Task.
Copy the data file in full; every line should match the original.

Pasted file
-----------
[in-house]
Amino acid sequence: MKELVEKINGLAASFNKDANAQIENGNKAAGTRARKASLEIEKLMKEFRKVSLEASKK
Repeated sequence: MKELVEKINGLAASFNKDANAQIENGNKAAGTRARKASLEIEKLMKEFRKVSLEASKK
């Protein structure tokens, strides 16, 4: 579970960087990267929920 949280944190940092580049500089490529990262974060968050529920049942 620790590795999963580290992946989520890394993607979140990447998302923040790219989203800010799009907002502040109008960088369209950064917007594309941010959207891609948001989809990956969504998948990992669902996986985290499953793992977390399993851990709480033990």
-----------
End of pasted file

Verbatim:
[in-house]
Amino acid sequence: MKELVEKINGLAASFNKDANAQIENGNKAAGTRARKASLEIEKLMKEFRKVSLEASKK
Repeated sequence: MKELVEKINGLAASFNKDANAQIENGNKAAGTRARKASLEIEKLMKEFRKVSLEASKK
């Protein structure tokens, strides 16, 4: 579970960087990267929920 949280944190940092580049500089490529990262974060968050529920049942 620790590795999963580290992946989520890394993607979140990447998302923040790219989203800010799009907002502040109008960088369209950064917007594309941010959207891609948001989809990956969504998948990992669902996986985290499953793992977390399993851990709480033990």